I went over to the Quakers for a meeting on Standing Rock, making a little dish for my contribution. Retrospectively, I could have added some little tofu hot dogs cut into pieces to surround the camp like marching protesters – maybe put a little flag in some them with protest messages. The meeting was sobering. A lot had been accomplished with the protests. There had been injuries and the persistent worry still existed that things might deteriorate. People were out in almost unbearable cold and conditions of minimal confort.
We (about 20) were supposed to march, but in the end, people may not have felt that it was safe for my feet. We ended up talking with tribal members, and probably had more interaction and opportunities to meet that way. Although I had felt a little overwhelmed by being in the middle of some very professional and effective organizers (who am I with my little voice?), we all connected in a moment of intimacy as one after another of us refused to flush the toilet, apologizing to the person that followed us.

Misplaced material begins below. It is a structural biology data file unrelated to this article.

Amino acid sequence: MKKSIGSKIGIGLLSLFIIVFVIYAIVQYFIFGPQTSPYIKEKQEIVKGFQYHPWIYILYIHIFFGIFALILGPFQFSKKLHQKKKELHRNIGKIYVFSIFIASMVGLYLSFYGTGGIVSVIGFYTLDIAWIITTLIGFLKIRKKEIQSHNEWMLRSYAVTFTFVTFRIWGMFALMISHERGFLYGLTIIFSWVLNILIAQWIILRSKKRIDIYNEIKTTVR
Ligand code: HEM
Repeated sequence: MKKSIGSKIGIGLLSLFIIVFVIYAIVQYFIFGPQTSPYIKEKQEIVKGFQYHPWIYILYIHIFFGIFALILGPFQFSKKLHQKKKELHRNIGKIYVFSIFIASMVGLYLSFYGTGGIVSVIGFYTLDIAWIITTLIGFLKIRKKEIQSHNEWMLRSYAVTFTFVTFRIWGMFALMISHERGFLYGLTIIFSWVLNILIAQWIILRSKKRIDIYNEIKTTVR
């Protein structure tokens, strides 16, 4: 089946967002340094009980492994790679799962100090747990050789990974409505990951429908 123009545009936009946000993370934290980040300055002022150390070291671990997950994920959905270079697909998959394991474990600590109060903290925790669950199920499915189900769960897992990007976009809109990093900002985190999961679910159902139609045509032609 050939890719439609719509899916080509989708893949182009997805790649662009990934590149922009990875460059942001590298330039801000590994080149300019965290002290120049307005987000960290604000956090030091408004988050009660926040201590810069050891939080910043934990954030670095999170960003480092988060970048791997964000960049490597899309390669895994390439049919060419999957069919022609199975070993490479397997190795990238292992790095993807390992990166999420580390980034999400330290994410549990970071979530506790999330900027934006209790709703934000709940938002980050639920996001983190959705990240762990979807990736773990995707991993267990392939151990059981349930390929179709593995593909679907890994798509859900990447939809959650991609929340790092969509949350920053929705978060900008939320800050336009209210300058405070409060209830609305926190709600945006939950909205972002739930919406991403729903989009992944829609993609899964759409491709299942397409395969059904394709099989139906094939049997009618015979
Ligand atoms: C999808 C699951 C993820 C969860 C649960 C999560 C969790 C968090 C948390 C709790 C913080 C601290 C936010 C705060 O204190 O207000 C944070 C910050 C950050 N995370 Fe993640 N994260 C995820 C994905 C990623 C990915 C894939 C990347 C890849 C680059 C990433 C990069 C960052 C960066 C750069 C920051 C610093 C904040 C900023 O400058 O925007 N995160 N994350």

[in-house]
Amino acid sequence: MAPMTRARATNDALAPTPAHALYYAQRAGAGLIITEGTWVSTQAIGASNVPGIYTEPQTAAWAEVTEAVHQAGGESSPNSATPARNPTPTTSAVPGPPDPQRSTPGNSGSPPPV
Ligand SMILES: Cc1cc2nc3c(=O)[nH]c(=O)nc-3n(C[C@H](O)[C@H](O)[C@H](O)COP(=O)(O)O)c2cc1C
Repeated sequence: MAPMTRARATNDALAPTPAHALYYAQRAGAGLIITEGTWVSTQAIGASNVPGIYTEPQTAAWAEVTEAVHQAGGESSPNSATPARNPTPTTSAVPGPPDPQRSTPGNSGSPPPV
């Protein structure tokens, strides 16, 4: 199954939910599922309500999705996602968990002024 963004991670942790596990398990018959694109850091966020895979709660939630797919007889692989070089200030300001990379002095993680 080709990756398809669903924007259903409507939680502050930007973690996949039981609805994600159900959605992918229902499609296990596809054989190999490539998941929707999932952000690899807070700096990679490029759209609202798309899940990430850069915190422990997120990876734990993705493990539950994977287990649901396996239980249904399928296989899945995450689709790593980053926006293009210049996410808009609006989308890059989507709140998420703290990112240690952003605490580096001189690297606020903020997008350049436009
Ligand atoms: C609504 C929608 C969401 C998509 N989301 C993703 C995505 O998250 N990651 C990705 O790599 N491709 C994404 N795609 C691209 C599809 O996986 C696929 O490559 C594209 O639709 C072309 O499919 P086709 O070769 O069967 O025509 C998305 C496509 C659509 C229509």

There was diversity of opinion, so no one had to agree to everything that was said. The positive news was that the Army would deny the easement on treaty land to the drillers. And there had been some big help from the President in the recent legal challenge to any further drilling off of much of the Atlantic and Arctic.
Anticipating a little what might come, I proposed having a footprint with little lights that light up at the American Indian Museum on the National Mall. Every tribe could weigh in daily on national legislation or executive action and its impact on our making a carbon footprint. More impact, more lights on the footprint. Every day, we could send one or more electronic flashing messages to the next administration as they made decisions. There would be no way for them not to hear the Native Americans. Although I think this level of organization might be too much of an invasion of the Native American community, it realistically may be the level of unity that is required to counter what seems likely to be massive environmental disregard from future decisions.